Former Clare manager Ger Loughnane has told the All-Ireland winners they won’t be considered a great team until they lift the Liam MacCarthy Cup again.
Addressing the squad at Friday’s medal presentation in Ennis, the two-time All-Ireland winning manager warned them of the “disease of success” and asked whether they would be “destroyed by the euphoria in Clare”.
He said: “No matter how much ye did this year — and you did brilliantly and we’re all terrifically proud — you will not be regarded as great unless you win again because now you are just on the first rung of the ladder of greatness.
“Now where is Tommy Walsh on that ladder? Where is JJ Delaney, not to mention Henry Shefflin? Where are all the great Clare players of the past? If you can surpass all of that, you can get right up there. If you do not let what is known as the disease of success overtake you and that disease is complacency.
“Complacency is a disease that affects you when you’re feeling good about yourself, about what you have done and you feel nobody else is ever going to surpass you. You were up there all summer long, you were up at the very top but I tell you now this evening, there are teams all over Ireland and they are training harder, they are training smarter than ever before and their aim is to down you. Simple as that.”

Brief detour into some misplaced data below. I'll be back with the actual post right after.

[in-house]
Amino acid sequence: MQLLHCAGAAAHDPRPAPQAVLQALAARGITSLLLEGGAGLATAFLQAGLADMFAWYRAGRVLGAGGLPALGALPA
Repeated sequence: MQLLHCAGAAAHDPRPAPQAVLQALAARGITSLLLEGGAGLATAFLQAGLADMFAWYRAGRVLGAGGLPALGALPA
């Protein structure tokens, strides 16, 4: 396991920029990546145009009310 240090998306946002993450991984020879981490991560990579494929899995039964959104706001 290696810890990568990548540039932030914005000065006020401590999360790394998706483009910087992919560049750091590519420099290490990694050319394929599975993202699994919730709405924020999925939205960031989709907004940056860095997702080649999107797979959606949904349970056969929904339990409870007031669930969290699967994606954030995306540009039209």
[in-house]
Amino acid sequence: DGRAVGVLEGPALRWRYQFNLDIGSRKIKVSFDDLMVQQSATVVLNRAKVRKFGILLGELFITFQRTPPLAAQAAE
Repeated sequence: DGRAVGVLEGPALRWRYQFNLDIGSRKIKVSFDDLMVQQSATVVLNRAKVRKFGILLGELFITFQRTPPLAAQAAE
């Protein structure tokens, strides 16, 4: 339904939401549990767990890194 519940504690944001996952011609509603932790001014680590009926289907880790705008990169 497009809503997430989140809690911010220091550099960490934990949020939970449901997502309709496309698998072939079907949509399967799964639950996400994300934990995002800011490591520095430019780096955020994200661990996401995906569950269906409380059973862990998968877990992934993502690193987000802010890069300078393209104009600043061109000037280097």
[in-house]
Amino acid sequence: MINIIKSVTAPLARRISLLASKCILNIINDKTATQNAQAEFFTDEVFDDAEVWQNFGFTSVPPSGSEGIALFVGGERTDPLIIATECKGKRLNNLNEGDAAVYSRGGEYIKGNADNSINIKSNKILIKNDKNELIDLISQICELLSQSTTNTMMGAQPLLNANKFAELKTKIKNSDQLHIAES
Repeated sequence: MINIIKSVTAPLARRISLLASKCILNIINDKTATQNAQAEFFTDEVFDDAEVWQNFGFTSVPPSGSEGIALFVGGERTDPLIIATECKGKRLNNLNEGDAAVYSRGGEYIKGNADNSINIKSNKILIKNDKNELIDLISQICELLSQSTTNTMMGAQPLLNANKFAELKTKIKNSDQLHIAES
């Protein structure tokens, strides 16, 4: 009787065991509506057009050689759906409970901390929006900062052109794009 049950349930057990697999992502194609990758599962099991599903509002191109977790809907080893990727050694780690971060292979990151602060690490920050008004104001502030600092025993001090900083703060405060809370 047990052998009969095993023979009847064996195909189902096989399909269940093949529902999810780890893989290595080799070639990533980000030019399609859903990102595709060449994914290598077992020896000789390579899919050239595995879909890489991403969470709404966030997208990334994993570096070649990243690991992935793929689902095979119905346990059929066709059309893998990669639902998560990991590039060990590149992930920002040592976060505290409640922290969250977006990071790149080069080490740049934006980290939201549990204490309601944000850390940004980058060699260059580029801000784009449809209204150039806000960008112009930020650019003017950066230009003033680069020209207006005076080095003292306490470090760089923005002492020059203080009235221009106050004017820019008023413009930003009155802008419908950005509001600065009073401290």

Loughnane believes Clare’s style of hurling in this year’s All-Ireland finals has set the benchmark “for many years to come”.
“The use of the ball, the creation of space was something that we didn’t think we’d see again in hurling because we felt hurling was going to be dominated by hugely physical teams.
“That was the big worry of so many people, that physicality would take over and that you’d need fellas who were 6ft4, 14, 15 stone, really aggressive players, to win an All-Ireland.
“Isn’t it very strange that at the start of this year one of the big pundits in RTÉ wrote that there was no more room for the Joe Deanes in hurling anymore?
“The next thing Clare come along with numerous Joe Deanes and produce a scintillating display in the drawn game and even surpassed that again (in the replay).”
The All-Ireland final replay win, Loughnane said, was his most satisfying day in Croke Park. He thanked the players for taking the mantle off him and the 1997 team — the last group from the county to claim the title.
“It removed a massive weight off my shoulders. If I’ve been smiling since the end of September it’s because of that.”
Meanwhile, Portumna’s Joe Canning has been named Galway’s senior hurling captain for next season with David Burke chosen by Anthony Cunningham as vice-captain.
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